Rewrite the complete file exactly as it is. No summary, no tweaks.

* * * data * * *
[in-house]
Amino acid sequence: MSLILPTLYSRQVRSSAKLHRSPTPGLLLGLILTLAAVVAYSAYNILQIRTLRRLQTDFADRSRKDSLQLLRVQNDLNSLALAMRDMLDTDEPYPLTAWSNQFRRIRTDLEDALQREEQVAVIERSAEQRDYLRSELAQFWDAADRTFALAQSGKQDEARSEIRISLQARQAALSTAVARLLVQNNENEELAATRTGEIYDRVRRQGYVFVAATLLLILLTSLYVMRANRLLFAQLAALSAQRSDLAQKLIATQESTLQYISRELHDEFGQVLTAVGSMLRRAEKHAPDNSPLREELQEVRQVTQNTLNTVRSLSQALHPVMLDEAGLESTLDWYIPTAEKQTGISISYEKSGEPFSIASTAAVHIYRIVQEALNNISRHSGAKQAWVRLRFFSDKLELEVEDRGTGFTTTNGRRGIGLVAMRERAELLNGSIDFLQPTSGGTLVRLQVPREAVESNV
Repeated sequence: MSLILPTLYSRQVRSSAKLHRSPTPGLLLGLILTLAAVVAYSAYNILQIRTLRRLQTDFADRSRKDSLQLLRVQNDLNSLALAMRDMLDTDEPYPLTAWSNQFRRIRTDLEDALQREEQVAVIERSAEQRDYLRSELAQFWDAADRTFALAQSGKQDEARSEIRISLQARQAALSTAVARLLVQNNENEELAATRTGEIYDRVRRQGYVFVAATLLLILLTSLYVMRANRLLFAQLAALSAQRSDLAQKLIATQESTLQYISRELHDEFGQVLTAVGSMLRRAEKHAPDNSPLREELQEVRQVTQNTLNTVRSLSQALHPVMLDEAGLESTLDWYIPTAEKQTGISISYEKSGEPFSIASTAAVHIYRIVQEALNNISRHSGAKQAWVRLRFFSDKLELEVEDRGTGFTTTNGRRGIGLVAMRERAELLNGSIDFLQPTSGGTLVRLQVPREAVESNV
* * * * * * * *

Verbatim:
[in-house]
Amino acid sequence: MSLILPTLYSRQVRSSAKLHRSPTPGLLLGLILTLAAVVAYSAYNILQIRTLRRLQTDFADRSRKDSLQLLRVQNDLNSLALAMRDMLDTDEPYPLTAWSNQFRRIRTDLEDALQREEQVAVIERSAEQRDYLRSELAQFWDAADRTFALAQSGKQDEARSEIRISLQARQAALSTAVARLLVQNNENEELAATRTGEIYDRVRRQGYVFVAATLLLILLTSLYVMRANRLLFAQLAALSAQRSDLAQKLIATQESTLQYISRELHDEFGQVLTAVGSMLRRAEKHAPDNSPLREELQEVRQVTQNTLNTVRSLSQALHPVMLDEAGLESTLDWYIPTAEKQTGISISYEKSGEPFSIASTAAVHIYRIVQEALNNISRHSGAKQAWVRLRFFSDKLELEVEDRGTGFTTTNGRRGIGLVAMRERAELLNGSIDFLQPTSGGTLVRLQVPREAVESNV
Repeated sequence: MSLILPTLYSRQVRSSAKLHRSPTPGLLLGLILTLAAVVAYSAYNILQIRTLRRLQTDFADRSRKDSLQLLRVQNDLNSLALAMRDMLDTDEPYPLTAWSNQFRRIRTDLEDALQREEQVAVIERSAEQRDYLRSELAQFWDAADRTFALAQSGKQDEARSEIRISLQARQAALSTAVARLLVQNNENEELAATRTGEIYDRVRRQGYVFVAATLLLILLTSLYVMRANRLLFAQLAALSAQRSDLAQKLIATQESTLQYISRELHDEFGQVLTAVGSMLRRAEKHAPDNSPLREELQEVRQVTQNTLNTVRSLSQALHPVMLDEAGLESTLDWYIPTAEKQTGISISYEKSGEPFSIASTAAVHIYRIVQEALNNISRHSGAKQAWVRLRFFSDKLELEVEDRGTGFTTTNGRRGIGLVAMRERAELLNGSIDFLQPTSGGTLVRLQVPREAVESNV